During the summer of 2010, I re­mem­bered vividly the moment I knew my prescription medication had taken effect. I was painting the spare bedroom, and I honestly felt my irritability and tension lifting and departing from my body. I finally felt relief and a calmness I had not experienced since I returned from Afghanistan. I instantly knew my experience of relief and calmness was the therapeutic effects of my prescription medication. I now knew that prescription medication was appropriate in my time of need.

In the military, and especially in the Marine Corps, I believe there is a stigma in admitting mental health problems and that pursuing treatment may be perceived as being weak. There is an expectation in the military to handle problems on one’s own.

I was fully aware of this stigma and that pursuing mental health treatment was counter-culture to the Marine Corps, especially as a senior officer. I was will­ing to take this risk because I needed help. I was not the same person when I returned from Afghanistan. My PTSD symptoms were progressively spin­ning out of control and negatively impacting my marriage.

According to the Stress Continuum Model on the Marine Forces Reserve website, I felt like I was living in the “yellow zone” of reacting while slipping forward and backward between the yellow zone and the orange zone. Just give me a lame excuse to advance into the orange zone and I pounce! I like to blame my hot-tempered Irish, fighting spirit as an excuse for my behavior. To be honest, I would like nothing more than to be confrontational, close the gap between me and my offender, and give them a piece of my mind after only the slightest provocation.

I also felt I was unworthy to receive PTSD treatment because I did not think I was qualified in meeting the criteria. I had a false impression that I needed to be an extremely burned-out combat veteran with severe and debilitating PTSD about to hit skid row to be admitted to inpatient PTSD treatment.

On the contrary, to successfully receive intense PTSD therapy, the veteran must be functional to a degree that enables him or her to be fully present, engaged and to participate in the process of individual counseling and group sessions as well as completing writing assignments.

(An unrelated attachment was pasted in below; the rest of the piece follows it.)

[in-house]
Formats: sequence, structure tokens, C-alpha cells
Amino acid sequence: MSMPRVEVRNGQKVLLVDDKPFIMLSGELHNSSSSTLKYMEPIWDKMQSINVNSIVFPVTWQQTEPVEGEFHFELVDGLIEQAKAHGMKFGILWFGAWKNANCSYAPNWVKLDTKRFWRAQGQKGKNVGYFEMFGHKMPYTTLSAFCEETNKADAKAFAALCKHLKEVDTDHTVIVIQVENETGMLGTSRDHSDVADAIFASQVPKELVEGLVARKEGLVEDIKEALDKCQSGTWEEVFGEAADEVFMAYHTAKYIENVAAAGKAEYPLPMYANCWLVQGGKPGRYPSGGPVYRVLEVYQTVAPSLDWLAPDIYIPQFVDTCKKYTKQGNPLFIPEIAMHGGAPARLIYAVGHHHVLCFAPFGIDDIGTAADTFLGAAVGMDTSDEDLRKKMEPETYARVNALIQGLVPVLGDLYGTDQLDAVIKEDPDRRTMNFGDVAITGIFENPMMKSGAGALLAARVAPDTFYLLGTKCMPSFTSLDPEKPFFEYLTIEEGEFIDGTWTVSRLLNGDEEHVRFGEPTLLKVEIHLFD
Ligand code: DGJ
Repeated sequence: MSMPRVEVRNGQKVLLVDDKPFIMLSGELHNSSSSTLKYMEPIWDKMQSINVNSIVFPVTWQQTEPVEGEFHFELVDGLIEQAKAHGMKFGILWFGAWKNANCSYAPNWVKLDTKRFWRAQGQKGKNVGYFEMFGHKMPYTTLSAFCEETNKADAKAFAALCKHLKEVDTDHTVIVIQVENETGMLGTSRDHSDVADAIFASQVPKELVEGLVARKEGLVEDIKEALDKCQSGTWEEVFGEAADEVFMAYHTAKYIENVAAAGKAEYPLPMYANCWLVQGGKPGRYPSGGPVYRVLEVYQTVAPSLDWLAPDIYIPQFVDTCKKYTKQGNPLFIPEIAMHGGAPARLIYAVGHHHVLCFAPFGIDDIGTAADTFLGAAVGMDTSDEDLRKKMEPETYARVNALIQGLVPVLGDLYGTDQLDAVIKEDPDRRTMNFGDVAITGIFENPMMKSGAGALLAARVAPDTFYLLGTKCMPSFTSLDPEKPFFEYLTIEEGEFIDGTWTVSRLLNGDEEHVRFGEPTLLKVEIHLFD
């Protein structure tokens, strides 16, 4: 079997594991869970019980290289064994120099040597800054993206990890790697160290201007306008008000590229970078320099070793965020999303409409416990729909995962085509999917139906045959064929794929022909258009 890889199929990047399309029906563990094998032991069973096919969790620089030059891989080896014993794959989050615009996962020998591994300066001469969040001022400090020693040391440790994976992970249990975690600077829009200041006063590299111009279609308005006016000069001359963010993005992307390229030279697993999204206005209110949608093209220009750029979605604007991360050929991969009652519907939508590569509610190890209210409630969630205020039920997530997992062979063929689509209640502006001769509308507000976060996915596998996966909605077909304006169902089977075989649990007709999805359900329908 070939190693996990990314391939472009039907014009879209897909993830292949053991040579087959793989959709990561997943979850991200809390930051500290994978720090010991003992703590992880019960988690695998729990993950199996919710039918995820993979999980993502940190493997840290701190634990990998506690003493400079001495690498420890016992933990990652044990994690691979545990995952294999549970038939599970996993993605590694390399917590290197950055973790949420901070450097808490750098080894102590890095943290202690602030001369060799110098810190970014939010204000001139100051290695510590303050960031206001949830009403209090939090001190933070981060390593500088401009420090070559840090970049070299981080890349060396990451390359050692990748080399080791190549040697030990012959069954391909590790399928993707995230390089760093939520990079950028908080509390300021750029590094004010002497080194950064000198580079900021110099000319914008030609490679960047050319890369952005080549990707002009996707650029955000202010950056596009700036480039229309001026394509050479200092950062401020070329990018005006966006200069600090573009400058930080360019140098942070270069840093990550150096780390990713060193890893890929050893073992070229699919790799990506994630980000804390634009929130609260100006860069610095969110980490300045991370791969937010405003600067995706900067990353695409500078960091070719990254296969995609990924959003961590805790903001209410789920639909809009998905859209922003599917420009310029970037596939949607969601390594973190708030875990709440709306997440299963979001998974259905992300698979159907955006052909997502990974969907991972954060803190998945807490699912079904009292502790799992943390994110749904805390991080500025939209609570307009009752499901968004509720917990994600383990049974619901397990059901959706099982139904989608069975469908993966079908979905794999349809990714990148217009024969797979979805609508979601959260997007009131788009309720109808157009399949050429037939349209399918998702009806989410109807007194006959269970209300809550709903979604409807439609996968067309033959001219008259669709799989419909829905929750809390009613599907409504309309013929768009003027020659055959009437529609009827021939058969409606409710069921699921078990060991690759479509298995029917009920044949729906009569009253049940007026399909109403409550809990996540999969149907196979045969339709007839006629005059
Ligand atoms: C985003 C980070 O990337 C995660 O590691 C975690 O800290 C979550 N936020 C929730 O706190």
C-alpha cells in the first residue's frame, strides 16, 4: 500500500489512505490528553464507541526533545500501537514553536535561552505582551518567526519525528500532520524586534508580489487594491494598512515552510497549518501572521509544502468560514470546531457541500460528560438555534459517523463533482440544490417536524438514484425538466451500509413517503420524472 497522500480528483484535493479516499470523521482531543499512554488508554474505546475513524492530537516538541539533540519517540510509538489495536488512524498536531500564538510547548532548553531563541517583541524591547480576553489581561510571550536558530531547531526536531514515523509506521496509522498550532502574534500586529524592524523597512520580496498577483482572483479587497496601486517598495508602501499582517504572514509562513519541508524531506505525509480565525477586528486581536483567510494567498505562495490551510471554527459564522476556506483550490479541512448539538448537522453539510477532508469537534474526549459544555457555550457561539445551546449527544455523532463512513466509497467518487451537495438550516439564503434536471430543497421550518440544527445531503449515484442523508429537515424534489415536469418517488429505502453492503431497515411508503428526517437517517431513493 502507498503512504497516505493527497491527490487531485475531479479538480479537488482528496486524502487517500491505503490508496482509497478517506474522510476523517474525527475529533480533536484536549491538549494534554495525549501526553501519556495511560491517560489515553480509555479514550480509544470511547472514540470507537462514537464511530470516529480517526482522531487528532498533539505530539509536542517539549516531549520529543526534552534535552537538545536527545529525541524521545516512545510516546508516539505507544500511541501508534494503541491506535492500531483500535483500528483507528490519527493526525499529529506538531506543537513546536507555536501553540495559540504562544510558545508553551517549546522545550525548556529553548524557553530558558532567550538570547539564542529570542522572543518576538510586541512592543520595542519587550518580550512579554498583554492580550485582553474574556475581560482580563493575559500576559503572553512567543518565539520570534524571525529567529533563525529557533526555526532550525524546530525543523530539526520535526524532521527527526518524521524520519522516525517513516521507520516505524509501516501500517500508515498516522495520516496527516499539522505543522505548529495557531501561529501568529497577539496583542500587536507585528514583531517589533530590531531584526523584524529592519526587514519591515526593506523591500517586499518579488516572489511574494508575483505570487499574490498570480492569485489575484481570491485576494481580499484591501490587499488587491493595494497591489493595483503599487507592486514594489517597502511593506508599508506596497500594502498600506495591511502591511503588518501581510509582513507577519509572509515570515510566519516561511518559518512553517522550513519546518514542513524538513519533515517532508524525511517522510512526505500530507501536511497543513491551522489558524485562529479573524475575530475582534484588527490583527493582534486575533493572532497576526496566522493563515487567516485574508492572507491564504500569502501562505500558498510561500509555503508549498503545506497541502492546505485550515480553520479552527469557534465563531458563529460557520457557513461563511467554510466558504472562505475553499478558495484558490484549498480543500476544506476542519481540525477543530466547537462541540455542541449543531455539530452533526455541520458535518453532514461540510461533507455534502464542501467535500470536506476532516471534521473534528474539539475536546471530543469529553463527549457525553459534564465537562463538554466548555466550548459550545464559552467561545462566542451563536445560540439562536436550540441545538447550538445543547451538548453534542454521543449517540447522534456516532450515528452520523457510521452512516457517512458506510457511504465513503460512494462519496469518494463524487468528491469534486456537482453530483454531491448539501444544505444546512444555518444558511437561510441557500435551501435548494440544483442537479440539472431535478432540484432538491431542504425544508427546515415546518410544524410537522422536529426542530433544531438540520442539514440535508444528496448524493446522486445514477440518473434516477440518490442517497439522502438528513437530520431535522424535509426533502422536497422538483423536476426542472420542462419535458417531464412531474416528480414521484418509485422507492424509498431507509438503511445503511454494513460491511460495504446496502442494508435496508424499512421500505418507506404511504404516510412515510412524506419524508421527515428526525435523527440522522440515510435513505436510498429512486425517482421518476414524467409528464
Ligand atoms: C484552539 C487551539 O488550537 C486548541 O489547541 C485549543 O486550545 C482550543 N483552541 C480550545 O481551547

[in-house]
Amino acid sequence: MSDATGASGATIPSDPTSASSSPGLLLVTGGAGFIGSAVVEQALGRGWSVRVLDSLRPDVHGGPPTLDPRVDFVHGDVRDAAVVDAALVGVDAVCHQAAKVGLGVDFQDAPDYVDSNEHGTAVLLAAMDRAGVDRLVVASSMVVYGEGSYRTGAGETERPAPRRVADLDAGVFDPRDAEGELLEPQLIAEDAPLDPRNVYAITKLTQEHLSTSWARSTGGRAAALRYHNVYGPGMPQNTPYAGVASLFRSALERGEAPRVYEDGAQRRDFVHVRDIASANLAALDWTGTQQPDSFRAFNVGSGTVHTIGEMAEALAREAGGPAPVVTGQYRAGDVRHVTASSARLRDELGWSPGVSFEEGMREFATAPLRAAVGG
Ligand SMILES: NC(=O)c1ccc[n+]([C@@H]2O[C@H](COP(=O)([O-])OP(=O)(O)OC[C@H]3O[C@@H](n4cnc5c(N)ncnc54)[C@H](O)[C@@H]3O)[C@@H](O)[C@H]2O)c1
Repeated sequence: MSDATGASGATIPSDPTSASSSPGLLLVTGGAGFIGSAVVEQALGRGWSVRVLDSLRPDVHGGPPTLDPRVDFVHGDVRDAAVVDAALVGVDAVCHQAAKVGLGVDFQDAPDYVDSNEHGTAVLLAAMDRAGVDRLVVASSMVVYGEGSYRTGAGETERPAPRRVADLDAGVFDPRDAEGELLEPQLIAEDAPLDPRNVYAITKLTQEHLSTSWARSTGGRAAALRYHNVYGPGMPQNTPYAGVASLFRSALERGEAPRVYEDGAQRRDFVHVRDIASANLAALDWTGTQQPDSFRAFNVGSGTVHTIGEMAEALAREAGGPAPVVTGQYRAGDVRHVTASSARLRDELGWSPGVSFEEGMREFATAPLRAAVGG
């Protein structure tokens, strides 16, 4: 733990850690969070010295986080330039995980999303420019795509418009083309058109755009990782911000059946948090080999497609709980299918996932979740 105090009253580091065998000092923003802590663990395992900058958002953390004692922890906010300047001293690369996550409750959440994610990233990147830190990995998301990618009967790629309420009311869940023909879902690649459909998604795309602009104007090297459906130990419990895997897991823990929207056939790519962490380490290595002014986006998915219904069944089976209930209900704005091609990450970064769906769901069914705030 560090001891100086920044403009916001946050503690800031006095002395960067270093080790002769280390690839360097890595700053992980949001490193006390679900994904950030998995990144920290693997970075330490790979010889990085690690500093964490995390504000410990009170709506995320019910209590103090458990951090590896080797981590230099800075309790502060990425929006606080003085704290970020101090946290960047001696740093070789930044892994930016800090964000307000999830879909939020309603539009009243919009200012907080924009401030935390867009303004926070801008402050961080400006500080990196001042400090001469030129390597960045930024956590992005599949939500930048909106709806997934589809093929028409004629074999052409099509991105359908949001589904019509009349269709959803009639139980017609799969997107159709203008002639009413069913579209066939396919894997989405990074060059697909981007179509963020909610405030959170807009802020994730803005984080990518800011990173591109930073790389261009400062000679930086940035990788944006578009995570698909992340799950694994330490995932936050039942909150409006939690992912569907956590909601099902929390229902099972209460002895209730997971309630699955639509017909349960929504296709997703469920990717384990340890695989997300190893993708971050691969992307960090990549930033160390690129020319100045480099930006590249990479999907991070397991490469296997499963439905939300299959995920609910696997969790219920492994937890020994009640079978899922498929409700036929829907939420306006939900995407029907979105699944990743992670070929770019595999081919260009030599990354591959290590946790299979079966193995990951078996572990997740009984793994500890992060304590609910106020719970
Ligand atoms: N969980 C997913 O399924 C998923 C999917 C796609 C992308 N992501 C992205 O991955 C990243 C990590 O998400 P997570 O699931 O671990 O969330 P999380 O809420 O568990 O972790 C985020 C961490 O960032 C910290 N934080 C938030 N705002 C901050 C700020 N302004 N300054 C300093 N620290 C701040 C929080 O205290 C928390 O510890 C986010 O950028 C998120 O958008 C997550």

When I finally checked in to the inpatient facility, I was still shell shocked from life and eager to get the help I desperately needed. When I arrived, all of my doubts that I was not worthy of PTSD treatment, that I did not meet the criteria of PTSD treatment, and that I should not take a seat reserved for another combat veteran, vanished instantly.

After a couple of days, I knew with every fiber of my being that I was in the right place. The PTSD treatment deeply resonated with me because it was exactly the relief that I was looking for. I was able to unpack the burdens of my PTSD, disarm them and hit the reset button on my life. It felt like God sent his best guardian angels to my flanks to pull me out of my pit of PTSD hell. My disposition slowly improved from dark ominous stormy clouds to clear blue skies.

Initially, I struggled with baring my soul about my traumatic combat exper­iences to a civilian who never served in the military a day in her life. As combat veterans, I sense we have a common men­tality that only another combat veteran will understand us, which is true to an extent. Outside of therapy and a few close military comrades, I would certainly never share my combat experiences with anyone.

My therapist did not serve in the mil­itary. However, she was an expert in trauma and was unequivocally the best therapist I encountered after 16 years and more than 10 therapists. She may not have served in the military or in a combat zone but certainly understood my trauma and helped me navigate to a healthier state of mind.

Courtesy of Col Patty Klop, USMCR.

If I was stuck in a mentality that my therapist’s credibility and qualifications were as a combat veteran rather than a specialist in trauma, I would regret in missing out on her expertise. My narrow mindset would have truly prevented me from fully embracing the healing power of my PTSD treatment.

What I Experienced in PTSD Treatment